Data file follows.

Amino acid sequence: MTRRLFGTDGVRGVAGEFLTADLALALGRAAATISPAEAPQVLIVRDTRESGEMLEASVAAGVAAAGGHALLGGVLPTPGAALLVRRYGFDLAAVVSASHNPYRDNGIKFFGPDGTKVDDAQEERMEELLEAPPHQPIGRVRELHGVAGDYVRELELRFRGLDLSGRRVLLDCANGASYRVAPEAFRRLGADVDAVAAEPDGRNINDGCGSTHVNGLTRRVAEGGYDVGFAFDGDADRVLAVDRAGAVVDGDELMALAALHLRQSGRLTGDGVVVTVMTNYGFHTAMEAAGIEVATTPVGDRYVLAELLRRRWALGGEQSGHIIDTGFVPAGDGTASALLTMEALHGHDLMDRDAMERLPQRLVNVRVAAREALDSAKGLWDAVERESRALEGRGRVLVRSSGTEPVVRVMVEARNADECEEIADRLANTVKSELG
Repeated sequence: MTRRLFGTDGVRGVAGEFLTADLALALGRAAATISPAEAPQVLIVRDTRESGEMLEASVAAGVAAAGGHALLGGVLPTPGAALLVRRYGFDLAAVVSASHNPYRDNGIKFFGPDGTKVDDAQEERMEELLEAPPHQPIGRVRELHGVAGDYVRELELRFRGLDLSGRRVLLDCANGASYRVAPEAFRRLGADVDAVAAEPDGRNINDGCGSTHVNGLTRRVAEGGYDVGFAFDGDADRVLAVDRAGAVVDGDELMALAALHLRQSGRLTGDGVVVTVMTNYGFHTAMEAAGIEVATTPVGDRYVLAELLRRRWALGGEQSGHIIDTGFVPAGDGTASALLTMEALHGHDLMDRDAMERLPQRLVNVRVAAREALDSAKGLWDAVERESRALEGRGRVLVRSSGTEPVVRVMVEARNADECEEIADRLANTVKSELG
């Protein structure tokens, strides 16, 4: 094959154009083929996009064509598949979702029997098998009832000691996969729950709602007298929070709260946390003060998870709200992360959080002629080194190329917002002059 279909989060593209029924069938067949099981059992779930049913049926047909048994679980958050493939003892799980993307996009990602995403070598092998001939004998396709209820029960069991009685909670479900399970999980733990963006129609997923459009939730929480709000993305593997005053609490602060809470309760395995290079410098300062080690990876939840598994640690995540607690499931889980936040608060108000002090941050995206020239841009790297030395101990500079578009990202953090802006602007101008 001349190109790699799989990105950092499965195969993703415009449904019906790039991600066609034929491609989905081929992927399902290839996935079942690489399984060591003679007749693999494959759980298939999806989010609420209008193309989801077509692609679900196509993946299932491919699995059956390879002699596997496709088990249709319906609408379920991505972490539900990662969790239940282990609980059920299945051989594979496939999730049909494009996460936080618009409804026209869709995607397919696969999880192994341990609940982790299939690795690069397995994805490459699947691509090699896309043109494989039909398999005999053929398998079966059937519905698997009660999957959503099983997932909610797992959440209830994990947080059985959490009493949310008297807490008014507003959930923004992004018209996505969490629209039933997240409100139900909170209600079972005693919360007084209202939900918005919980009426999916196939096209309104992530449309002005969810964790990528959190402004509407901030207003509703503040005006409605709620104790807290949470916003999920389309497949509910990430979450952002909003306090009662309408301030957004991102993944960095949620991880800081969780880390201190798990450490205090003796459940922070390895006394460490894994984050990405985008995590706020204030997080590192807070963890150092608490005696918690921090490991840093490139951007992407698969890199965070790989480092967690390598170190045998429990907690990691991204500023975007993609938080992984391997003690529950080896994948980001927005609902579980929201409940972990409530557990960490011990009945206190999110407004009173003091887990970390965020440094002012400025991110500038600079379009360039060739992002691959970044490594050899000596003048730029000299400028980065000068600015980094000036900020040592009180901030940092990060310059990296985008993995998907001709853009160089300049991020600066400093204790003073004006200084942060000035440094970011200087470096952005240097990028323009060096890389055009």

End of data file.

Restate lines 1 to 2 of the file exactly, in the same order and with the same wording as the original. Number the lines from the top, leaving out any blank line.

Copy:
Amino acid sequence: MTRRLFGTDGVRGVAGEFLTADLALALGRAAATISPAEAPQVLIVRDTRESGEMLEASVAAGVAAAGGHALLGGVLPTPGAALLVRRYGFDLAAVVSASHNPYRDNGIKFFGPDGTKVDDAQEERMEELLEAPPHQPIGRVRELHGVAGDYVRELELRFRGLDLSGRRVLLDCANGASYRVAPEAFRRLGADVDAVAAEPDGRNINDGCGSTHVNGLTRRVAEGGYDVGFAFDGDADRVLAVDRAGAVVDGDELMALAALHLRQSGRLTGDGVVVTVMTNYGFHTAMEAAGIEVATTPVGDRYVLAELLRRRWALGGEQSGHIIDTGFVPAGDGTASALLTMEALHGHDLMDRDAMERLPQRLVNVRVAAREALDSAKGLWDAVERESRALEGRGRVLVRSSGTEPVVRVMVEARNADECEEIADRLANTVKSELG
Repeated sequence: MTRRLFGTDGVRGVAGEFLTADLALALGRAAATISPAEAPQVLIVRDTRESGEMLEASVAAGVAAAGGHALLGGVLPTPGAALLVRRYGFDLAAVVSASHNPYRDNGIKFFGPDGTKVDDAQEERMEELLEAPPHQPIGRVRELHGVAGDYVRELELRFRGLDLSGRRVLLDCANGASYRVAPEAFRRLGADVDAVAAEPDGRNINDGCGSTHVNGLTRRVAEGGYDVGFAFDGDADRVLAVDRAGAVVDGDELMALAALHLRQSGRLTGDGVVVTVMTNYGFHTAMEAAGIEVATTPVGDRYVLAELLRRRWALGGEQSGHIIDTGFVPAGDGTASALLTMEALHGHDLMDRDAMERLPQRLVNVRVAAREALDSAKGLWDAVERESRALEGRGRVLVRSSGTEPVVRVMVEARNADECEEIADRLANTVKSELG